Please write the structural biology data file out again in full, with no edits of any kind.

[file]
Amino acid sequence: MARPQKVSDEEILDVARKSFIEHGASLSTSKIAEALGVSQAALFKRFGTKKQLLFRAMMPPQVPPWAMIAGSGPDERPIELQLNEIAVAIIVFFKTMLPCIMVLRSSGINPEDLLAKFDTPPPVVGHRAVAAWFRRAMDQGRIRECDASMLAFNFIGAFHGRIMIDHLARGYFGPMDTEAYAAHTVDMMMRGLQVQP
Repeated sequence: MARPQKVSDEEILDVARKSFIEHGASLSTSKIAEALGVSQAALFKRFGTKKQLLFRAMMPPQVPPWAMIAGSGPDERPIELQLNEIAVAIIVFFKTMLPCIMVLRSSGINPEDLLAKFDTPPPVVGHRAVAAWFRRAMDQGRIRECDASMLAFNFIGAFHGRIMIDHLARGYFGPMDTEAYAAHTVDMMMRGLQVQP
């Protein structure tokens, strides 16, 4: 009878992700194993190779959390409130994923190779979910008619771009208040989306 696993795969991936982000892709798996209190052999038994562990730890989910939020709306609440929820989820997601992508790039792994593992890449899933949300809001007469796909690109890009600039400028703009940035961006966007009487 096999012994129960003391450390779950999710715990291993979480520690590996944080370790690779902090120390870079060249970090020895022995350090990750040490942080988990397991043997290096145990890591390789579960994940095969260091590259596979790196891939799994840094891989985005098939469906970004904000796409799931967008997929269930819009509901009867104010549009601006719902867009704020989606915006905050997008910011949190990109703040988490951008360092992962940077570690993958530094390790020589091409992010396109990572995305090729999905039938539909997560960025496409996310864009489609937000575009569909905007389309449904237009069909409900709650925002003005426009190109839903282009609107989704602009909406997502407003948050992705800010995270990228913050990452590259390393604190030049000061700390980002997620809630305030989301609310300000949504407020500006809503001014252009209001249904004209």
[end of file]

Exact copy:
Amino acid sequence: MARPQKVSDEEILDVARKSFIEHGASLSTSKIAEALGVSQAALFKRFGTKKQLLFRAMMPPQVPPWAMIAGSGPDERPIELQLNEIAVAIIVFFKTMLPCIMVLRSSGINPEDLLAKFDTPPPVVGHRAVAAWFRRAMDQGRIRECDASMLAFNFIGAFHGRIMIDHLARGYFGPMDTEAYAAHTVDMMMRGLQVQP
Repeated sequence: MARPQKVSDEEILDVARKSFIEHGASLSTSKIAEALGVSQAALFKRFGTKKQLLFRAMMPPQVPPWAMIAGSGPDERPIELQLNEIAVAIIVFFKTMLPCIMVLRSSGINPEDLLAKFDTPPPVVGHRAVAAWFRRAMDQGRIRECDASMLAFNFIGAFHGRIMIDHLARGYFGPMDTEAYAAHTVDMMMRGLQVQP
């Protein structure tokens, strides 16, 4: 009878992700194993190779959390409130994923190779979910008619771009208040989306 696993795969991936982000892709798996209190052999038994562990730890989910939020709306609440929820989820997601992508790039792994593992890449899933949300809001007469796909690109890009600039400028703009940035961006966007009487 096999012994129960003391450390779950999710715990291993979480520690590996944080370790690779902090120390870079060249970090020895022995350090990750040490942080988990397991043997290096145990890591390789579960994940095969260091590259596979790196891939799994840094891989985005098939469906970004904000796409799931967008997929269930819009509901009867104010549009601006719902867009704020989606915006905050997008910011949190990109703040988490951008360092992962940077570690993958530094390790020589091409992010396109990572995305090729999905039938539909997560960025496409996310864009489609937000575009569909905007389309449904237009069909409900709650925002003005426009190109839903282009609107989704602009909406997502407003948050992705800010995270990228913050990452590259390393604190030049000061700390980002997620809630305030989301609310300000949504407020500006809503001014252009209001249904004209």